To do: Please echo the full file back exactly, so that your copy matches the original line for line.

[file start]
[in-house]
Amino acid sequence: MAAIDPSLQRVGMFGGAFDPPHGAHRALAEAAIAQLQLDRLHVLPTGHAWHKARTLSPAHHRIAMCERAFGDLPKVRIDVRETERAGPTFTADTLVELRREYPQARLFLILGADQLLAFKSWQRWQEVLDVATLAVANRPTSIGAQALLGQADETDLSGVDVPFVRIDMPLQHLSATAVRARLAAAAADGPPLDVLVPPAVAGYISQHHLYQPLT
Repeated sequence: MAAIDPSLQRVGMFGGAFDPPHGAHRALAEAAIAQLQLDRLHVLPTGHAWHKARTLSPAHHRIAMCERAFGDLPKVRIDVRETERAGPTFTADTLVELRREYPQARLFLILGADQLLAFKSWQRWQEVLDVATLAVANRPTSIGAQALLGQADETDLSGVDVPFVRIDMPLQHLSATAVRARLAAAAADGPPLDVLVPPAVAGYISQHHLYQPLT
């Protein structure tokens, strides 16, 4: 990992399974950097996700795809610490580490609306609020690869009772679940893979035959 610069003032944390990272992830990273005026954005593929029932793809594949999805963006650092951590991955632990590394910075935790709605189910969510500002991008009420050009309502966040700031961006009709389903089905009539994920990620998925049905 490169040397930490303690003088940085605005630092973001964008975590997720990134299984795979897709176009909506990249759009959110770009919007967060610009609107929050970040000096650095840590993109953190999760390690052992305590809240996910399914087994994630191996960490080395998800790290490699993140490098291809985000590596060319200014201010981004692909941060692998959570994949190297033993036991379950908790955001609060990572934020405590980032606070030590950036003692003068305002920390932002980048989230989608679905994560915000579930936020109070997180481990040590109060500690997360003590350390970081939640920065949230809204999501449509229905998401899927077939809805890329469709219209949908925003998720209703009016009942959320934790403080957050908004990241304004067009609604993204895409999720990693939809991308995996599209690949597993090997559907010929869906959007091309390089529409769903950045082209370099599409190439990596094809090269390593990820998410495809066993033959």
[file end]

[in-house]
Amino acid sequence: MAAIDPSLQRVGMFGGAFDPPHGAHRALAEAAIAQLQLDRLHVLPTGHAWHKARTLSPAHHRIAMCERAFGDLPKVRIDVRETERAGPTFTADTLVELRREYPQARLFLILGADQLLAFKSWQRWQEVLDVATLAVANRPTSIGAQALLGQADETDLSGVDVPFVRIDMPLQHLSATAVRARLAAAAADGPPLDVLVPPAVAGYISQHHLYQPLT
Repeated sequence: MAAIDPSLQRVGMFGGAFDPPHGAHRALAEAAIAQLQLDRLHVLPTGHAWHKARTLSPAHHRIAMCERAFGDLPKVRIDVRETERAGPTFTADTLVELRREYPQARLFLILGADQLLAFKSWQRWQEVLDVATLAVANRPTSIGAQALLGQADETDLSGVDVPFVRIDMPLQHLSATAVRARLAAAAADGPPLDVLVPPAVAGYISQHHLYQPLT
């Protein structure tokens, strides 16, 4: 990992399974950097996700795809610490580490609306609020690869009772679940893979035959 610069003032944390990272992830990273005026954005593929029932793809594949999805963006650092951590991955632990590394910075935790709605189910969510500002991008009420050009309502966040700031961006009709389903089905009539994920990620998925049905 490169040397930490303690003088940085605005630092973001964008975590997720990134299984795979897709176009909506990249759009959110770009919007967060610009609107929050970040000096650095840590993109953190999760390690052992305590809240996910399914087994994630191996960490080395998800790290490699993140490098291809985000590596060319200014201010981004692909941060692998959570994949190297033993036991379950908790955001609060990572934020405590980032606070030590950036003692003068305002920390932002980048989230989608679905994560915000579930936020109070997180481990040590109060500690997360003590350390970081939640920065949230809204999501449509229905998401899927077939809805890329469709219209949908925003998720209703009016009942959320934790403080957050908004990241304004067009609604993204895409999720990693939809991308995996599209690949597993090997559907010929869906959007091309390089529409769903950045082209370099599409190439990596094809090269390593990820998410495809066993033959």